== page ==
Dolphins are like humans in many ways: They're part of complex social networks and, just as in people, a dolphin's brain is big, relative to the size of its body. But there's something else, too — a study published Monday shows these acrobats of the sea use name-like whistles to identify and communicate with each other.

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Parallels
5:37 pm
Mon July 22, 2013

'Burqa Ban' Sparks Another Round Of Clashes In France

A Muslim woman walks in a Paris suburb where protesters clashed with police over the weekend. The demonstrators oppose the way the police have enforced a ban on Islamic face veils. Five people were injured and six detained in the unrest.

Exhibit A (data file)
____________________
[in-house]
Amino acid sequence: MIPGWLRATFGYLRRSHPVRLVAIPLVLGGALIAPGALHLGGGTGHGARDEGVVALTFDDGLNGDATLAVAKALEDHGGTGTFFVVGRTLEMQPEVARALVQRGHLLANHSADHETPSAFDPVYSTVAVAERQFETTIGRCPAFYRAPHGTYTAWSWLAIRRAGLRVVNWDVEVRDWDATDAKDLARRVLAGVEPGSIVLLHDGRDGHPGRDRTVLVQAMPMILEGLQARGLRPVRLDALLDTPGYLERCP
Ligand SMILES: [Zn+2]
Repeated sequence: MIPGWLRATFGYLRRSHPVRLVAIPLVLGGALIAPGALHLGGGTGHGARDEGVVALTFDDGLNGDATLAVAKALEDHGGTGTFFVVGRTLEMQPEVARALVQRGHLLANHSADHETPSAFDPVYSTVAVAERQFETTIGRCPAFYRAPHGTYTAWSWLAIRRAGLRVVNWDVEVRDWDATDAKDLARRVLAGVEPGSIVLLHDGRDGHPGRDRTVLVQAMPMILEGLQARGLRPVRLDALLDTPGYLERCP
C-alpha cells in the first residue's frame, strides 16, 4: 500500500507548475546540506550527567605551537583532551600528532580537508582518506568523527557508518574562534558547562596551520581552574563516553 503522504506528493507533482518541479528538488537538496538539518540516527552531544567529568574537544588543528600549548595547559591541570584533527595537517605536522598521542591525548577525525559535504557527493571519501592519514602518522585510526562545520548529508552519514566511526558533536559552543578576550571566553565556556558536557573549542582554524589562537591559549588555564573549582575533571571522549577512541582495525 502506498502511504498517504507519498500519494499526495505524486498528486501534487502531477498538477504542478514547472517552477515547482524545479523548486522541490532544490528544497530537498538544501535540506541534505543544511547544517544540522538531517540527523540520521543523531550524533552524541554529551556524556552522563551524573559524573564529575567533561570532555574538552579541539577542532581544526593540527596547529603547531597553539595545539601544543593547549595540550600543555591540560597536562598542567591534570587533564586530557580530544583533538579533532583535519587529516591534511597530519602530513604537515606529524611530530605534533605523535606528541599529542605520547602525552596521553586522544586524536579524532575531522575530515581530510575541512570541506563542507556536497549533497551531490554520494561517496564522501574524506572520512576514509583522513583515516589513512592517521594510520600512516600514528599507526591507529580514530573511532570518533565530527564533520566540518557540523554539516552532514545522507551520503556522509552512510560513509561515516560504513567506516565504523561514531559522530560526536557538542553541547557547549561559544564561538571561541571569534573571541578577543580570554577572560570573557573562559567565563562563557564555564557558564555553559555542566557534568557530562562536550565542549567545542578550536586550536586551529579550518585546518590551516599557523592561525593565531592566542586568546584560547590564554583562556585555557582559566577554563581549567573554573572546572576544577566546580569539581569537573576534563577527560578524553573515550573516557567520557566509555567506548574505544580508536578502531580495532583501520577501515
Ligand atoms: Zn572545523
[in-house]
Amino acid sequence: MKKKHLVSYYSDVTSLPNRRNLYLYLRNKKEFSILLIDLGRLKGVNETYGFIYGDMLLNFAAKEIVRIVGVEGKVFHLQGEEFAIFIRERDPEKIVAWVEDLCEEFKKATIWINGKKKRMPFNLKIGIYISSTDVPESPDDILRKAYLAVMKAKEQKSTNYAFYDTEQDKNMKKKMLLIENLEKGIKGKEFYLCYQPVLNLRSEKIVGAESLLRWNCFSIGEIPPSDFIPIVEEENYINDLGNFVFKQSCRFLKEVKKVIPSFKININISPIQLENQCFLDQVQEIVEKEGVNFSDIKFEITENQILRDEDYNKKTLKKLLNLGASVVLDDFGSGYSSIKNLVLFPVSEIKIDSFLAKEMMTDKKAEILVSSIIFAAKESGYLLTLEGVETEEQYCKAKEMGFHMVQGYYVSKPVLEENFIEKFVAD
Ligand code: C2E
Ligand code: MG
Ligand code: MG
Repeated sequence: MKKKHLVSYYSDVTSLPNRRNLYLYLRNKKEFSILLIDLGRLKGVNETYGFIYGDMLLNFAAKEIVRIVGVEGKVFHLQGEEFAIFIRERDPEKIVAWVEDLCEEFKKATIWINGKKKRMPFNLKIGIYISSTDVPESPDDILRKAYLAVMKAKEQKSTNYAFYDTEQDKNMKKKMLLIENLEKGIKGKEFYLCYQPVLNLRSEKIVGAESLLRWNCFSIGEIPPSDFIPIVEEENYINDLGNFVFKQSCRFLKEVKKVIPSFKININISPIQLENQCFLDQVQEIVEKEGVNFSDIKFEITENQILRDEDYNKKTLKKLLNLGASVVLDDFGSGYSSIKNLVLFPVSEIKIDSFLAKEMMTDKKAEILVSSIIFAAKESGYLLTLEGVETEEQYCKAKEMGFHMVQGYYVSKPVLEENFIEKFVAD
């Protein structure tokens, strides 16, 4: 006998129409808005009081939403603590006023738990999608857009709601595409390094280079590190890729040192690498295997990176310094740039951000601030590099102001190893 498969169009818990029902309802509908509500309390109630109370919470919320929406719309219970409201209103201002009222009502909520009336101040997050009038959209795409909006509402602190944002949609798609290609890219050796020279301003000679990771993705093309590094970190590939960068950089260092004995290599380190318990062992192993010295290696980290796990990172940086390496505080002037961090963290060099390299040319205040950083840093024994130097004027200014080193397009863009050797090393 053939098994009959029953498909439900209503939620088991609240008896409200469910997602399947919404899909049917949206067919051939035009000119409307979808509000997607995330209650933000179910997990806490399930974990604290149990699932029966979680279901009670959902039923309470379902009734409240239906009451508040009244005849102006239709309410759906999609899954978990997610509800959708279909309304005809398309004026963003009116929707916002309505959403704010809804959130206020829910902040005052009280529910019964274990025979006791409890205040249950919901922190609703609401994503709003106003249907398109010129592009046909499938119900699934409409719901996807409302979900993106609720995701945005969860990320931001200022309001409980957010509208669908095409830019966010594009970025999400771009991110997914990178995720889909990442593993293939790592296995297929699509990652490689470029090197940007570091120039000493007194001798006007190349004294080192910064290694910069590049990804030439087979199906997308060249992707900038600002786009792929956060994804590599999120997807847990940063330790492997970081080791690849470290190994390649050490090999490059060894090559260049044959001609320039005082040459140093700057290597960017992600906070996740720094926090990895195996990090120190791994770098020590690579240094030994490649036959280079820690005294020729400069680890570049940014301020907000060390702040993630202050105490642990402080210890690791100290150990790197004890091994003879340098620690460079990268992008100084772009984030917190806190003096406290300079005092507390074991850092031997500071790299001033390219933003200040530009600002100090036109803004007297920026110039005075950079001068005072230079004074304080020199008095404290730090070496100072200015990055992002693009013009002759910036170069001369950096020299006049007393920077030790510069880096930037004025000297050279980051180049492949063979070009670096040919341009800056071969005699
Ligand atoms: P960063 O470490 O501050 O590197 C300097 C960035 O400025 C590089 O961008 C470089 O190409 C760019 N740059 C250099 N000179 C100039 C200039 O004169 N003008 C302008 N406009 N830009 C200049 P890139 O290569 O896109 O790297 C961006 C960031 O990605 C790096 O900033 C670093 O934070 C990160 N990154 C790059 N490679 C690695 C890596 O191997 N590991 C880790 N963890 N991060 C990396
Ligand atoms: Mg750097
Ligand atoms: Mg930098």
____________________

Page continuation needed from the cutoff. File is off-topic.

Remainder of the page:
Olivier Corsan Maxppp/Landov

Originally published on Mon July 22, 2013 9:02 pm

France's ban on face coverings — the so-called burqa ban — has been the law since 2011, but it's still a sensitive topic.

The latest round of unrest began Friday when police officers asked a woman wearing a head-to-toe veil to lift the garment and show her face.

Authorities say the woman's husband attacked the police officer. Muslim groups say the police were disrespectful. The man was eventually arrested, which sparked protests that degenerated into violence.

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All Tech Considered
4:40 pm
Mon July 22, 2013

U.K. Cracking Down On Porn, Blocking It Unless Users Opt In

British Prime Minister David Cameron has announced plans to block Internet porn by default on all British computers.
Getty Images

Originally published on Mon July 22, 2013 9:02 pm